Daily Planner, Daily Journal, or Both – What's Best?

If you are a big fan of our high-performance planner, chances are you are not the type of person who likes to be put into a box. You probably don't appreciate the one-size-fits-all approach to anything. So that being the case, do not stress over trying to figure out whether to use a daily planner, daily journal, or both. There is no 'best' way.


Our modern culture likes things to be neat and clean. As much as people claim to want to be different, we seem to strive for sameness. That doesn't work for certain groups of people. Some of these groups are not like everyone else. We aren't all the same within our own group. That's okay. That's good.


What is not good is trying to convince people that a daily planner is better than a journal, or vice-versa. It's not good to promote the idea that there is a single best way for everyone to organize their thoughts. There isn't.


Daily Planning vs. Journaling


Perhaps an explanation of the differences between daily planning and journaling are necessary here. A general rule suggests that daily planning is all about organizing one's tasks and schedule in hopes of making it easier to accomplish one's goals on a given day. Tasks are prioritized to ensure that the most important ones get done first. Any tasks left undone can be shifted to another day.


Journaling is intended to help you organize your thoughts as well, but not necessarily to ensure that you get all your work done. Journaling is more expressive and less structured. As a general rule, its main purpose is to give you an outlet to express what you are thinking and feeling, even if your thoughts and feelings have nothing to do with organizing your day or getting things done.


With these differences understood, they aren't always black and white. For example, you could use our daily planner as both a planner and journal. Likewise, you could use our luxury notebook journal for both journaling and daily planning. You could combine traditional journaling with bullet journaling to accomplish both things.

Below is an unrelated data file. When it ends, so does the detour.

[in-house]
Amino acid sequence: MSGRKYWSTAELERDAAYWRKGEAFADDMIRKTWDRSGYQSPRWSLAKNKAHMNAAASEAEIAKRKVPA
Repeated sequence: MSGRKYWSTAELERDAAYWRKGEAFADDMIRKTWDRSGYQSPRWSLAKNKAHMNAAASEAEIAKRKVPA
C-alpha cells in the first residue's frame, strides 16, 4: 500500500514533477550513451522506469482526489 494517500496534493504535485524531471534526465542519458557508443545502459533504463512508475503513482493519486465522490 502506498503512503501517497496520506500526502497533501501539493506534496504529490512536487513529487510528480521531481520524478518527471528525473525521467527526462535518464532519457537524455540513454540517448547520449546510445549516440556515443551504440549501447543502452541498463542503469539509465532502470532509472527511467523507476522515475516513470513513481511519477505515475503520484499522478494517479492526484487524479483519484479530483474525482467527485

More About Bullet Journaling


As a side note, bullet journaling is the practice of organizing your thoughts in a journal using bulleted lists. Some people turn to bullet journaling as a way of consolidating daily thoughts, to-do lists, schedules, etc. all in one place. They find the bulleted list method immensely helpful for keeping track of things.


Whatever Works for Your Brain


Let us close this post by getting back to the central question: should you use a daily planner, a journal, or both? The answer is pretty simple. Whatever works best for your brain is the best option for you. The goal of daily planning and journaling is not to adhere to some sort of system. It is to make your life easier by helping you organize your thoughts.


You might be the kind of person who thrives with a high-performance planner that includes a daily schedule, task prioritization, and habit tracking. Great! We offer both printed daily planners and downloadable PDFs.


You might also be the type of person who prefers to keep a daily journal and nothing more. That's great, too. We have products for you as well. And yes, we even have you covered if you prefer to do both.


Neither journaling nor daily planning is a better choice than the other. Neither one represents a one-size-fits-all approach for everyone. Give yourself permission to organize your life in whatever way makes sense to you.